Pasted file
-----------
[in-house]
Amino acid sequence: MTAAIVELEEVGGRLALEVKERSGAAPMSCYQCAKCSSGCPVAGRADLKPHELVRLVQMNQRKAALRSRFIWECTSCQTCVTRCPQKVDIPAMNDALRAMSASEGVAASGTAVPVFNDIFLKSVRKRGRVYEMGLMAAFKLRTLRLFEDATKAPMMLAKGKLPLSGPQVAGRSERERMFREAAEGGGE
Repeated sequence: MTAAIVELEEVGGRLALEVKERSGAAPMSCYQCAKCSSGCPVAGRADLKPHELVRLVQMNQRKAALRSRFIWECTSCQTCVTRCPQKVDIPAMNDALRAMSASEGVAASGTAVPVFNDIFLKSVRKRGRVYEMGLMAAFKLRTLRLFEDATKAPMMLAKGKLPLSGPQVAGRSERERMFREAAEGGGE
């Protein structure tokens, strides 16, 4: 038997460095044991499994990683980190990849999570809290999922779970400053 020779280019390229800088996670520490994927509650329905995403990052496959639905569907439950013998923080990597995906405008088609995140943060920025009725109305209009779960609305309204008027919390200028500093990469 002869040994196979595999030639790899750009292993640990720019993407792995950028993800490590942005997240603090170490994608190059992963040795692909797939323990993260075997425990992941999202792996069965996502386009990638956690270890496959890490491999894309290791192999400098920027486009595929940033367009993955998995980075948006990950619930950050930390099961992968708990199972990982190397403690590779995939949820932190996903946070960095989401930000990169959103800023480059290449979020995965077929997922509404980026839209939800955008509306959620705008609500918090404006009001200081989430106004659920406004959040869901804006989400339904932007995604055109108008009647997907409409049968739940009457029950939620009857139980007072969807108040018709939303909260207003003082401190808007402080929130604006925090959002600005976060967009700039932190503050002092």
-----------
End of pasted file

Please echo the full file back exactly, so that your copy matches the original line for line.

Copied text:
[in-house]
Amino acid sequence: MTAAIVELEEVGGRLALEVKERSGAAPMSCYQCAKCSSGCPVAGRADLKPHELVRLVQMNQRKAALRSRFIWECTSCQTCVTRCPQKVDIPAMNDALRAMSASEGVAASGTAVPVFNDIFLKSVRKRGRVYEMGLMAAFKLRTLRLFEDATKAPMMLAKGKLPLSGPQVAGRSERERMFREAAEGGGE
Repeated sequence: MTAAIVELEEVGGRLALEVKERSGAAPMSCYQCAKCSSGCPVAGRADLKPHELVRLVQMNQRKAALRSRFIWECTSCQTCVTRCPQKVDIPAMNDALRAMSASEGVAASGTAVPVFNDIFLKSVRKRGRVYEMGLMAAFKLRTLRLFEDATKAPMMLAKGKLPLSGPQVAGRSERERMFREAAEGGGE
């Protein structure tokens, strides 16, 4: 038997460095044991499994990683980190990849999570809290999922779970400053 020779280019390229800088996670520490994927509650329905995403990052496959639905569907439950013998923080990597995906405008088609995140943060920025009725109305209009779960609305309204008027919390200028500093990469 002869040994196979595999030639790899750009292993640990720019993407792995950028993800490590942005997240603090170490994608190059992963040795692909797939323990993260075997425990992941999202792996069965996502386009990638956690270890496959890490491999894309290791192999400098920027486009595929940033367009993955998995980075948006990950619930950050930390099961992968708990199972990982190397403690590779995939949820932190996903946070960095989401930000990169959103800023480059290449979020995965077929997922509404980026839209939800955008509306959620705008609500918090404006009001200081989430106004659920406004959040869901804006989400339904932007995604055109108008009647997907409409049968739940009457029950939620009857139980007072969807108040018709939303909260207003003082401190808007402080929130604006925090959002600005976060967009700039932190503050002092």